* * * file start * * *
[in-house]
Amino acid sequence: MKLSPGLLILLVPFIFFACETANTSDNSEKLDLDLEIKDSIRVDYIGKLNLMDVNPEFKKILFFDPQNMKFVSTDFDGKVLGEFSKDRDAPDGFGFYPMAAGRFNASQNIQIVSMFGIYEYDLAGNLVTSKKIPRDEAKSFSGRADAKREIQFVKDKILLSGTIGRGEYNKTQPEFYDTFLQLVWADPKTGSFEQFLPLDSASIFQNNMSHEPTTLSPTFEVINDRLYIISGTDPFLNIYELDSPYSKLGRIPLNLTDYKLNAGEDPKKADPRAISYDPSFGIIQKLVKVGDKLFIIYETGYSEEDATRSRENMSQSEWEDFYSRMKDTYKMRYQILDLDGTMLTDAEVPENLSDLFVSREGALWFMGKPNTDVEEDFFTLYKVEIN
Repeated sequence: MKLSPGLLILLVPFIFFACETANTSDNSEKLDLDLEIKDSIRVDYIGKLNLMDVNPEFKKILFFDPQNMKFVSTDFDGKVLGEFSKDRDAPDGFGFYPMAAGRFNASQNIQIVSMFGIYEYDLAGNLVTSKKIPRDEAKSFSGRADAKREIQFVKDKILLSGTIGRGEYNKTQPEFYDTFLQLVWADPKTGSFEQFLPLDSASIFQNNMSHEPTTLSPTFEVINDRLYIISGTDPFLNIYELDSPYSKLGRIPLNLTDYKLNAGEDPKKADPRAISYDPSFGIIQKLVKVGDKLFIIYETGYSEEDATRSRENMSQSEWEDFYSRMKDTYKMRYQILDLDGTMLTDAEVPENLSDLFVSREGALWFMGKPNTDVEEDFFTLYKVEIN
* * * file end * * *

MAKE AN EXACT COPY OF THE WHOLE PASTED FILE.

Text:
[in-house]
Amino acid sequence: MKLSPGLLILLVPFIFFACETANTSDNSEKLDLDLEIKDSIRVDYIGKLNLMDVNPEFKKILFFDPQNMKFVSTDFDGKVLGEFSKDRDAPDGFGFYPMAAGRFNASQNIQIVSMFGIYEYDLAGNLVTSKKIPRDEAKSFSGRADAKREIQFVKDKILLSGTIGRGEYNKTQPEFYDTFLQLVWADPKTGSFEQFLPLDSASIFQNNMSHEPTTLSPTFEVINDRLYIISGTDPFLNIYELDSPYSKLGRIPLNLTDYKLNAGEDPKKADPRAISYDPSFGIIQKLVKVGDKLFIIYETGYSEEDATRSRENMSQSEWEDFYSRMKDTYKMRYQILDLDGTMLTDAEVPENLSDLFVSREGALWFMGKPNTDVEEDFFTLYKVEIN
Repeated sequence: MKLSPGLLILLVPFIFFACETANTSDNSEKLDLDLEIKDSIRVDYIGKLNLMDVNPEFKKILFFDPQNMKFVSTDFDGKVLGEFSKDRDAPDGFGFYPMAAGRFNASQNIQIVSMFGIYEYDLAGNLVTSKKIPRDEAKSFSGRADAKREIQFVKDKILLSGTIGRGEYNKTQPEFYDTFLQLVWADPKTGSFEQFLPLDSASIFQNNMSHEPTTLSPTFEVINDRLYIISGTDPFLNIYELDSPYSKLGRIPLNLTDYKLNAGEDPKKADPRAISYDPSFGIIQKLVKVGDKLFIIYETGYSEEDATRSRENMSQSEWEDFYSRMKDTYKMRYQILDLDGTMLTDAEVPENLSDLFVSREGALWFMGKPNTDVEEDFFTLYKVEIN